• Independent inquiry will examine and compare practices of independent and NHS providers
  • Investigation follows conviction and jailing of rogue surgeon Ian Paterson
  • Report and recommendations to be published in 2019

The way NHS patients are referred to and from the private sector by individual professionals will be examined by an independent inquiry, the government has announced.

The inquiry, set up to examine the circumstances linked to rogue surgeon Ian Paterson, will also consider how NHS waiting times influence the practice of referring patients to private providers.

Announcing the terms of reference for the inquiry today, health minister Jackie Doyle-Price said it will compare the accountability and responsibility for safety and quality in the NHS and the independent sector, and will examine how information is shared about concerns over performance.

The investigation will be led by Bishop Graham James.

Mr Paterson was a consultant surgeon employed by the Heart of England Foundation Trust who also practised at the private sector Spire Parkway and Spire Little Aston hospitals.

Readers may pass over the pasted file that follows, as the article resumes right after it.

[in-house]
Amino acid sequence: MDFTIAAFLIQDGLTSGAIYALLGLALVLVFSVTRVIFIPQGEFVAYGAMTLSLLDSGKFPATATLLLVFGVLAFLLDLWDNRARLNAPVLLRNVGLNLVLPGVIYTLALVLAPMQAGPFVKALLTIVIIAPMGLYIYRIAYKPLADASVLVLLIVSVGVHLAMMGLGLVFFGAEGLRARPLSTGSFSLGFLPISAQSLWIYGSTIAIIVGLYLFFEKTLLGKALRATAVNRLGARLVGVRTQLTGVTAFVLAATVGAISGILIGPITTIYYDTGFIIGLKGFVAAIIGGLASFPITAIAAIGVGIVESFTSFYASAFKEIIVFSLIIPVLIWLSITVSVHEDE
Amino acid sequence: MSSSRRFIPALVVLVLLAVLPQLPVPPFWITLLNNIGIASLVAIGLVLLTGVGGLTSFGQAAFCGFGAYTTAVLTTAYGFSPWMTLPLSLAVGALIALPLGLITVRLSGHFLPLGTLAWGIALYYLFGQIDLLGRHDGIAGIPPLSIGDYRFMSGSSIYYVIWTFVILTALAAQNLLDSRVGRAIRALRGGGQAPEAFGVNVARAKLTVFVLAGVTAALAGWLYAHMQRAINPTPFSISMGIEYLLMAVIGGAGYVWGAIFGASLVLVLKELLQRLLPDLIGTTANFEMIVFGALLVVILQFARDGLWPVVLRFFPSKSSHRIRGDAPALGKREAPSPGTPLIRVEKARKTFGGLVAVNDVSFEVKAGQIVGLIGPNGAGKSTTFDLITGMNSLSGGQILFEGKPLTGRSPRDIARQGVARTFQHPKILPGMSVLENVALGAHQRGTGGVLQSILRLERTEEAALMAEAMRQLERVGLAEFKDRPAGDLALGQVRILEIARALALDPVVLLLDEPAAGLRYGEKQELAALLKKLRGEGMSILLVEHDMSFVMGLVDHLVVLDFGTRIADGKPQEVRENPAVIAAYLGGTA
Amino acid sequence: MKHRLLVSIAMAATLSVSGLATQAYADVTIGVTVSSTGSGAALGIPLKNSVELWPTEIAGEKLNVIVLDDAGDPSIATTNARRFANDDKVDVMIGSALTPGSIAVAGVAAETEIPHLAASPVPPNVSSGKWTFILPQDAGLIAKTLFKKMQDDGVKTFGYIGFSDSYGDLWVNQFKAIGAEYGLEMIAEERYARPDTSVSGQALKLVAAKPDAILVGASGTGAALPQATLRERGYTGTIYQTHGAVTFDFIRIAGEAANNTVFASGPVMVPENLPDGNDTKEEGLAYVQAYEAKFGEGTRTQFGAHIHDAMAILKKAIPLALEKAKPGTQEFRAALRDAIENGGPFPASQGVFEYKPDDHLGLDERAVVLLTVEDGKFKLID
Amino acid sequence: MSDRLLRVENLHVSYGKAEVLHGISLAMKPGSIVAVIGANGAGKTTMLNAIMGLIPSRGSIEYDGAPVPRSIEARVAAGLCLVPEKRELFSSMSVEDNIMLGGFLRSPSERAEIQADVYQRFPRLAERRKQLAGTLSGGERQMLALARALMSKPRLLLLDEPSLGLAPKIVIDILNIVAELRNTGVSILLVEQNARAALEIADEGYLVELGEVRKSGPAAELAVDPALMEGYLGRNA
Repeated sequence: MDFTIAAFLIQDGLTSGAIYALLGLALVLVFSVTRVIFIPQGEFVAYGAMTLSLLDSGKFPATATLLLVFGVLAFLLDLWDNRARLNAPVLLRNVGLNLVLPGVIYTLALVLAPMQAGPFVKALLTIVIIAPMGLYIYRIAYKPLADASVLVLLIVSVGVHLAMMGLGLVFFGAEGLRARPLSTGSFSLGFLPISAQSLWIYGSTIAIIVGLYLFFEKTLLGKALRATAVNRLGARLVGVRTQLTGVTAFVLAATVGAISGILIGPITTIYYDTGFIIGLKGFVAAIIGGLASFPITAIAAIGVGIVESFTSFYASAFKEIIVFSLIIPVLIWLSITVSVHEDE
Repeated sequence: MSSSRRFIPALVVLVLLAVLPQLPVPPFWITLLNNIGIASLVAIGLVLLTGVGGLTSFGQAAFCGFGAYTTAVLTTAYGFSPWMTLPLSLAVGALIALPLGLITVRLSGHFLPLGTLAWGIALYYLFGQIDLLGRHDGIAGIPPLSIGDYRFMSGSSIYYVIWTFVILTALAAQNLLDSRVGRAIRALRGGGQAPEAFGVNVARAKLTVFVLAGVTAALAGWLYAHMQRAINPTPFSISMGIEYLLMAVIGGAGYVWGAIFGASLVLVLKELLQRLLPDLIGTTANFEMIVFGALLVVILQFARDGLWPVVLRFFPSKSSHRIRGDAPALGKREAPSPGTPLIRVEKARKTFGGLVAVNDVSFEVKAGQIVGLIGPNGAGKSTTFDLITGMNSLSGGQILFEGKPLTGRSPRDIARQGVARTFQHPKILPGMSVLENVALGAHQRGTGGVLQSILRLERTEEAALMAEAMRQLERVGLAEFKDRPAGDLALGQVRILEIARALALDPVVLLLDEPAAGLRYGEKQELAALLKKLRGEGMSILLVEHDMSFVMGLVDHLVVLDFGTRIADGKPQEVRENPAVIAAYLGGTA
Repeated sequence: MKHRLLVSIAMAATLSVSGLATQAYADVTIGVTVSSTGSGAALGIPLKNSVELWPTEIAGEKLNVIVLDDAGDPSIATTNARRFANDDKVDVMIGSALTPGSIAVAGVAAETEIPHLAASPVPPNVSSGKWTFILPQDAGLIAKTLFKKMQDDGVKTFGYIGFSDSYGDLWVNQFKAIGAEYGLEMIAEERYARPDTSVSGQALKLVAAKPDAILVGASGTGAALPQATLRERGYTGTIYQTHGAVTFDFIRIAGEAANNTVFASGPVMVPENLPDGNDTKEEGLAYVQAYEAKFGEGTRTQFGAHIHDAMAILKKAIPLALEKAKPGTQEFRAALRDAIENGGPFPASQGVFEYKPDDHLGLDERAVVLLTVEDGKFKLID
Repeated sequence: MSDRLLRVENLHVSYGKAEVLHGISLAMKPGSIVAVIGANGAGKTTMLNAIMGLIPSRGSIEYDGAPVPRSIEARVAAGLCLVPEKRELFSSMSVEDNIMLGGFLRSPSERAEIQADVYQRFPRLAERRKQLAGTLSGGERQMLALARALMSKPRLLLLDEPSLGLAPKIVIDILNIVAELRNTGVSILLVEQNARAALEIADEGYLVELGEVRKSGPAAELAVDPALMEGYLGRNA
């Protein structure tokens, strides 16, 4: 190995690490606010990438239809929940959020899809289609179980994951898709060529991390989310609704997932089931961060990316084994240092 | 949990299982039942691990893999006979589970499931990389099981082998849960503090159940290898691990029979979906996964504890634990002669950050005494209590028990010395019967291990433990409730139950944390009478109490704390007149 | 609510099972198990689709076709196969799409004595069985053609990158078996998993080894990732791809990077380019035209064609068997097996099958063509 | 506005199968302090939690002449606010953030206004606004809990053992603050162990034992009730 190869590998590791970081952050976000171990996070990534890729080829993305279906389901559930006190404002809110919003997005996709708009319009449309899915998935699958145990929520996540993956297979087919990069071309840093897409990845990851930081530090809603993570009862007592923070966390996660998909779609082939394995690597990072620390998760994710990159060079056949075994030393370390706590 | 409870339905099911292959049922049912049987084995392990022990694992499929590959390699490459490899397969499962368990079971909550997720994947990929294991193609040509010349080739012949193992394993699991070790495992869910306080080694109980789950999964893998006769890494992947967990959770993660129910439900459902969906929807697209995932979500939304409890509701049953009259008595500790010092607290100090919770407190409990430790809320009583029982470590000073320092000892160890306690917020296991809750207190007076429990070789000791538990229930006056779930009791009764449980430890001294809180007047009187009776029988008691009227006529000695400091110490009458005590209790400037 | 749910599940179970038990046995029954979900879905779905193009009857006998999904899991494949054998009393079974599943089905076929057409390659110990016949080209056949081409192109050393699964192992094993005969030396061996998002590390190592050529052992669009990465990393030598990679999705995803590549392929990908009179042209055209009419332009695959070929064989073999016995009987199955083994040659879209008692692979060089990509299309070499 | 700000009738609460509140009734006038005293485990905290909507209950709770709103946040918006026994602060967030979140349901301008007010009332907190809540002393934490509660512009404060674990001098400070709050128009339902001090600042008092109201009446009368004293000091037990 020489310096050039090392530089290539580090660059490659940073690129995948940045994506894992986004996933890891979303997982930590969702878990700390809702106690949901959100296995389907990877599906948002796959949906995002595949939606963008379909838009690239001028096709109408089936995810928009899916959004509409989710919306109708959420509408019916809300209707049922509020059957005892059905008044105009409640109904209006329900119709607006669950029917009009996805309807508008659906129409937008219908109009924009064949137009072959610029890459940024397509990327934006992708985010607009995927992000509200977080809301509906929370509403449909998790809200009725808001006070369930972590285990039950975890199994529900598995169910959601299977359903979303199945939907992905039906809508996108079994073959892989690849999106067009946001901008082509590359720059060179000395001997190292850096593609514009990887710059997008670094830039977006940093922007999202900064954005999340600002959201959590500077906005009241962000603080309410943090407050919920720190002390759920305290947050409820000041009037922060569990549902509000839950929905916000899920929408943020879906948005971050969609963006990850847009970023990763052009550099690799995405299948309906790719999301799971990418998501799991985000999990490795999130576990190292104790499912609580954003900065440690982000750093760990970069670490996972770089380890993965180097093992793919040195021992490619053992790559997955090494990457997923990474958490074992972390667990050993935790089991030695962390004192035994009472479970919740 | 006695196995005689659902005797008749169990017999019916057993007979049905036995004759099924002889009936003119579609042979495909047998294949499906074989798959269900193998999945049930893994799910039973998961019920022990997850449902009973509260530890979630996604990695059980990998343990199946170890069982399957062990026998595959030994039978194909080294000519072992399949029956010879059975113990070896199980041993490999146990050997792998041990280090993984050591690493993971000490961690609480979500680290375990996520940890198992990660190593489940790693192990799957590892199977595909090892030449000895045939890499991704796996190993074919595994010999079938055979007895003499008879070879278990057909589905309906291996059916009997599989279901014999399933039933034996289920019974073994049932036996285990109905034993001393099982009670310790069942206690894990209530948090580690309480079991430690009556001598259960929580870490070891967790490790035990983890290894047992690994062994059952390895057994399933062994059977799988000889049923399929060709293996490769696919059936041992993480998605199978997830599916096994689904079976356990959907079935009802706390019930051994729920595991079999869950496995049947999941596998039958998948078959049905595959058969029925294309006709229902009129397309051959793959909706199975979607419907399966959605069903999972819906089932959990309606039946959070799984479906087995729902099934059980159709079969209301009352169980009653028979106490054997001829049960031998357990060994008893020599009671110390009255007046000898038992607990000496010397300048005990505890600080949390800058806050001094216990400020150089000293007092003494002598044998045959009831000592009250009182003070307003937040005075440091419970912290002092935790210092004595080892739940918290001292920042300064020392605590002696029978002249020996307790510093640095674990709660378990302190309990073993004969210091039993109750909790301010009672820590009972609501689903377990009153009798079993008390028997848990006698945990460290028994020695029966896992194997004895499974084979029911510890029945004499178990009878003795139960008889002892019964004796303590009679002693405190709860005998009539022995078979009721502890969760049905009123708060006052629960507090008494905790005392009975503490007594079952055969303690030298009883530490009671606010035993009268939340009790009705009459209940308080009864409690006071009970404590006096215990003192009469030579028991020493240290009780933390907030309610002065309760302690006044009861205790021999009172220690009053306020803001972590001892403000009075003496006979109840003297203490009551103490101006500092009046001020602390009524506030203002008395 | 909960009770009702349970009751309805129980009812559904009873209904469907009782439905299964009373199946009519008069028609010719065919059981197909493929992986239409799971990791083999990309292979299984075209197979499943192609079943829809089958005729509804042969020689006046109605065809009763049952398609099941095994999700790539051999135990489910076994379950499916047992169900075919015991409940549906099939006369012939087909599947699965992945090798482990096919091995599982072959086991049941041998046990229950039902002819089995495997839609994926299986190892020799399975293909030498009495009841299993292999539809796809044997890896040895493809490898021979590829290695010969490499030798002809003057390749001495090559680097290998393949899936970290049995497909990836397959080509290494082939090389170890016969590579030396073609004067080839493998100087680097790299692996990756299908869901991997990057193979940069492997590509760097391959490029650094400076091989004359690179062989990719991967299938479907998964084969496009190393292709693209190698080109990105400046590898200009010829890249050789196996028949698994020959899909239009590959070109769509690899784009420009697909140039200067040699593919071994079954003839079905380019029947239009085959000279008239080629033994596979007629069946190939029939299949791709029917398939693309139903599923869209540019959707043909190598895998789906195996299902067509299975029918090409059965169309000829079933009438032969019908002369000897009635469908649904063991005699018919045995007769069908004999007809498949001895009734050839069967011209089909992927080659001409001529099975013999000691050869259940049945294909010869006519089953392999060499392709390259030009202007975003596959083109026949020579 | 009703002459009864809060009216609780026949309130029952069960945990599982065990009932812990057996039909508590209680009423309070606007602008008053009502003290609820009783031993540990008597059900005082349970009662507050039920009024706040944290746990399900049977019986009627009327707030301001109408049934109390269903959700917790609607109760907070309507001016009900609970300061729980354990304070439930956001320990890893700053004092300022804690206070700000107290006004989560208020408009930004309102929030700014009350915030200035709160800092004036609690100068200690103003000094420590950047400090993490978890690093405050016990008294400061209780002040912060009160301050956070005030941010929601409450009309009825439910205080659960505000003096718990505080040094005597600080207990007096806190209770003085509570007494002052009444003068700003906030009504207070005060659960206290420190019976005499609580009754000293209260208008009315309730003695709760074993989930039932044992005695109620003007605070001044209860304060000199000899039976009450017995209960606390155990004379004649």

Last year he was convicted of 17 counts of wounding with intent and three counts of unlawful wounding. He was jailed for 15 years.

Issues to be looked at by the inquiry

  • Comparing the accountability and responsibility for safety and quality of care between independent sector and NHS providers. This will include the appraising, reporting, considering concerns and monitoring of healthcare professionals’ activity, conduct and performance.
  • How and when information is shared between the NHS, independent sector and others, including concerns raised about performance and patient safety.
  • How professionals maintain standards and competence.
  • Comparing multidisciplinary working in the NHS and independent sector.
  • The role of independent insurers, medical indemnifiers and medical defence organisations, including in the sharing of data.
  • Medical indemnity cover for professionals in the independent sector.
  • How patients are referred from the NHS to the independent sector by individual professionals, including the role of NHS waiting times in relation to that practice.
  • The response to patients following adverse incidents, including clinical recall, in the independent sector and the NHS.

The inquiry will not revisit the evidence of Mr Paterson’s criminal behaviour and conviction but will consider his practise as a “case study” to make wider conclusions.

A full report will be produced in summer 2019 and will include an appendix of patient experiences.

Spire Healthcare initially argued as Mr Paterson was not technically its employee, it was not responsible for his actions. In September, it agreed to settle all claims against it relating to Paterson, paying £27.2m into a £37m fund, with the balance paid by Mr Paterson’s insurers and the Heart of England FT.

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